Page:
In this post, I'll talk about how a bot tweets translations of Urdu words to English.
I know Urdu. At least, I think I know Urdu, chiefly because I know the lyrics of practically every popular Hindi film song ever made. But film songs are ... poems, and there's this thing called poetic license, and then, not all words always mean what I might think they mean.
And I am not alone. Dozens of people around me, growing up following the major religion in India (which is 'Films') know and quote lyrics off the cuff, but don't always know the exact meaning of certain words. For example, I (and hundreds of others) went through teenage and the rest of our lives thinking jigar means heart. It doesn't. Nope.
So, when I chanced upon the Oxford Dictionaries API, which includes an Urdu dictionaries endpoint, I thought, "Why not make a tweet bot?"
It picks a Urdu words one by one from a list I give it, supplies those words to the Oxford Dictionary API endpoint, gets the JSON responses, parses the responses to pick the translations, and tweets the Urdu words and their English translations.
Its requirements are as follows:
- A computer connected to the internet
- A token, token secret, consumer key, and consumer secret from Twitter
- An app ID and app key from Oxford Dictionaries
- A scripting environment to write and run the bot code in
It serves a JSON response through REST endpoints that are well-documented2.
The actual translations of a word are contained in a list of dictionary objects; the list is called
Each dictionary object in this
results list has a key called
lexicalEntries. If you drill down from there, you finally arrive at a list called
translations where a dictionary key called
text contains the actual translation. The following image shows the complete sequence, with the translation highlighted in a red box :
A word can have several meanings and, therefore, several translations. How would one know how many meanings exist? Well, one looks at the number of items in the
senses list for every dictionary object in the
results list. Here's the hierarchy of
['results'] > ['lexicalEntries'] > ['entries'] > ['senses']
The script. The difficulty is the script.
Urdu, as spoken in its daily form in India, is indistinguishable from Hindi. Urdu, when written, is written in a script called Nastaliq. I don't know how to read Nastaliq3. The Oxford Dictionaries API takes input only in the Nastaliq script. Uh oh!
- Learn how to read Nastaliq.[But] Yeah, right, on top of everything else. It's because I don't know that script that I've been unable to look up a dictionary thus far but, surely, in this day and age of OneWorld, there is an easier way? After all, I can make out the letters with huge effort, surely that's sufficient?
- Use a transliteration service.[But] I searched, but found nothing. The GoogleTransliterate API has been deprecated. Python (the language I can code in) has a
polyglotlibrary but it refused to
pipinstall on my machine. I did not find a single resource that could take in a word written in Devanagari and give out that word in Nastaliq programmatically.
- Extract the Urdu word from one of the online dictionary resources that contain both the Urdu word and its transliterated English form, like the Platt's dictionary4 does: Ø¬Ú¯Ø± jigar.[But] None of these web resources are in any structured format such as XML or JSON. Not one.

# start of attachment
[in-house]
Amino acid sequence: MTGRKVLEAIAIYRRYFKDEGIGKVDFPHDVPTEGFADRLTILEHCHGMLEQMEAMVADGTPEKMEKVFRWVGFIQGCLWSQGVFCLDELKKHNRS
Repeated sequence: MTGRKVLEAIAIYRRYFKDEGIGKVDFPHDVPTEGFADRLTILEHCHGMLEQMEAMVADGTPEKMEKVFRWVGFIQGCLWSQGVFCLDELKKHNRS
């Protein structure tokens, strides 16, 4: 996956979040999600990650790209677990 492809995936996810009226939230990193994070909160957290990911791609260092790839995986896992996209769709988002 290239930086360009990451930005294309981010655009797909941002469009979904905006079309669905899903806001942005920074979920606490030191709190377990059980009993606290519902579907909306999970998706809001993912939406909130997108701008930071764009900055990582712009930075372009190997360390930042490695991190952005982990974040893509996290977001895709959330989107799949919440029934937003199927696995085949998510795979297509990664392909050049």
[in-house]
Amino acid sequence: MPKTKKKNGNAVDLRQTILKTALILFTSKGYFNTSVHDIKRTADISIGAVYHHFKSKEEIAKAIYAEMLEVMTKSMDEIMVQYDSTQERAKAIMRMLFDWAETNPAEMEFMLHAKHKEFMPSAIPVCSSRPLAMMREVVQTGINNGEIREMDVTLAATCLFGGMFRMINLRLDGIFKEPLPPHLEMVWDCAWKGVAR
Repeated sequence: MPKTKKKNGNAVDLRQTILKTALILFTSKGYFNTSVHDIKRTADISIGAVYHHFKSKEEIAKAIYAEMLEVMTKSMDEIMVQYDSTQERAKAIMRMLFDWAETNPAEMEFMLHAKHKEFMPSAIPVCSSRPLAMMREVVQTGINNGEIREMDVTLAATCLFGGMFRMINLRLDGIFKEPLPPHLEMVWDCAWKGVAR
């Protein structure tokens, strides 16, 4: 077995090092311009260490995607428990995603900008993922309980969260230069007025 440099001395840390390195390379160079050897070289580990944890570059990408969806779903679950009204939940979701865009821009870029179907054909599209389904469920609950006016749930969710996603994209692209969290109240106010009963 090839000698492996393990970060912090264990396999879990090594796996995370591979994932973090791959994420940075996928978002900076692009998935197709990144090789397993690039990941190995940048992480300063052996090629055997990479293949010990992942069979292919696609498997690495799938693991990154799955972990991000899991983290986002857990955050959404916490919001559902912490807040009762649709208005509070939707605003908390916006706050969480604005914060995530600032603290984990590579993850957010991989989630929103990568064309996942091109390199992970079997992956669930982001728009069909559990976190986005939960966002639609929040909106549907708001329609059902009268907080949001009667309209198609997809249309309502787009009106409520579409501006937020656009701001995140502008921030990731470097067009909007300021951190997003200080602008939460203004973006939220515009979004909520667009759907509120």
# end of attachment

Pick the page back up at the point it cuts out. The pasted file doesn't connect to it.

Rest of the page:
- Build my own transliterator.[But] Heh, like I can even write two lines of code without looking up a textbook... But wait. I found a Nastaliq-to-Roman mapping table on Medium5. Maybe I could do something similar for tweeting, I thought, and parked away this idea for later. But this doesn't help me get spelling-perfect transliterations that a language dictionary can recognise.
- Use a readymade word-list.[But]Oxford Dictionaries supplies ready-made wordlists for English. But not for Urdu.
Because none of these workarounds were feasible, I had to generate a word-list manually. I used Platt's dictionary to make my word-list. I would type the Urdu word in Roman script, and copy the Nastalikh version of it in my word-list.
- The bot uses tokens to authenticate itself with Twitter and with Oxford Dictionaries.
- It picks a word from the word list and gets the translations from Oxford Dictionaries.
- It puts the translations on to a tweetable image, together with all of the letters in that word broken up and mapped to their Devanagari counterparts (see #4 under Workarounds). It then tweets this image.
- [Enhancement, added later] It picks up the Devanagari version of the word (present in the same word-list), gets the Hindi meanings from Oxford Dictionaries, and tweets these meanings.
- It also feeds the word to Platt's dictionary, gets the URL of the search result, and tweets that URL.
- It then sleeps for an hour, and repeats steps 2 through 5 for as many times as there are words in the word-list.
Why, on GitHub of course. Where else?
Because other resources - bot tweets, emailed WOTDs, non-bot tweets - are either boring or overwhelming. The design goals for this bot were:
- do not overwhelm the noob
- tie a word to a fun context that every noob follower will likely know.
So, that was the story about my first tweet bot. What do you think?
alfaaz is an Urdu word that means 'words'. (Urdu has a different word for the singular word 'word'; it is lafz.)
In its spoken form, Urdu is practically indistinguishable from Hindi. However, for writing, the two languages use different scripts. Hindi uses Devanagari; Urdu uses Nastaliq. The sentences in each language would be exactly the same, but written in two totally different writing styles, whose major differences are these:
- Nastaliq is written right-to-left; Devanagari, left-to-right.
- Nastaliq often does not use vowel markers; Devanagari is invariably phonetic and always with vowel markers.